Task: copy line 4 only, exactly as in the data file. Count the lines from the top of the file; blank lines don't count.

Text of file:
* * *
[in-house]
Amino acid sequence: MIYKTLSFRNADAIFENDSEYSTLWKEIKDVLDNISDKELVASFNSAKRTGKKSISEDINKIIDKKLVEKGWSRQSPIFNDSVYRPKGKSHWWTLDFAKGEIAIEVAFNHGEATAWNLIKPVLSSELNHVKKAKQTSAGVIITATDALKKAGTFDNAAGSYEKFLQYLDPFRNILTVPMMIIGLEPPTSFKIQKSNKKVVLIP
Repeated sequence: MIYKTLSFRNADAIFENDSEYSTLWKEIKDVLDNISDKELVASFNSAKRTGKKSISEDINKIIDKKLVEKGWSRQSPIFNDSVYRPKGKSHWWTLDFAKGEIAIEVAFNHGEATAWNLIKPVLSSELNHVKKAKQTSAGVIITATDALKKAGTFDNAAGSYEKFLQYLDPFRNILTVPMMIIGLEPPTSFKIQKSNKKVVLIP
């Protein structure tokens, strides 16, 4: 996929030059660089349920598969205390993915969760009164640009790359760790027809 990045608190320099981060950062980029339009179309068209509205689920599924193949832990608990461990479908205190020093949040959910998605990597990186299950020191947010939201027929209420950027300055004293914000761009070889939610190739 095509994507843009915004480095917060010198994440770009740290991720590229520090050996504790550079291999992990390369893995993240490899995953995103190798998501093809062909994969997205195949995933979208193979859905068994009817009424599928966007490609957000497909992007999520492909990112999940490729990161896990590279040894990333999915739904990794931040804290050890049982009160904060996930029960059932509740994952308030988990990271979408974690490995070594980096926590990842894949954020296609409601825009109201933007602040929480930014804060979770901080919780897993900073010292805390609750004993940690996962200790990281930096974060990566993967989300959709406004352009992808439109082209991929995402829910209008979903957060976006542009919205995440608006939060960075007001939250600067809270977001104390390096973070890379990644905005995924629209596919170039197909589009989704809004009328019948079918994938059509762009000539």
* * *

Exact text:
């Protein structure tokens, strides 16, 4: 996929030059660089349920598969205390993915969760009164640009790359760790027809 990045608190320099981060950062980029339009179309068209509205689920599924193949832990608990461990479908205190020093949040959910998605990597990186299950020191947010939201027929209420950027300055004293914000761009070889939610190739 095509994507843009915004480095917060010198994440770009740290991720590229520090050996504790550079291999992990390369893995993240490899995953995103190798998501093809062909994969997205195949995933979208193979859905068994009817009424599928966007490609957000497909992007999520492909990112999940490729990161896990590279040894990333999915739904990794931040804290050890049982009160904060996930029960059932509740994952308030988990990271979408974690490995070594980096926590990842894949954020296609409601825009109201933007602040929480930014804060979770901080919780897993900073010292805390609750004993940690996962200790990281930096974060990566993967989300959709406004352009992808439109082209991929995402829910209008979903957060976006542009919205995440608006939060960075007001939250600067809270977001104390390096973070890379990644905005995924629209596919170039197909589009989704809004009328019948079918994938059509762009000539």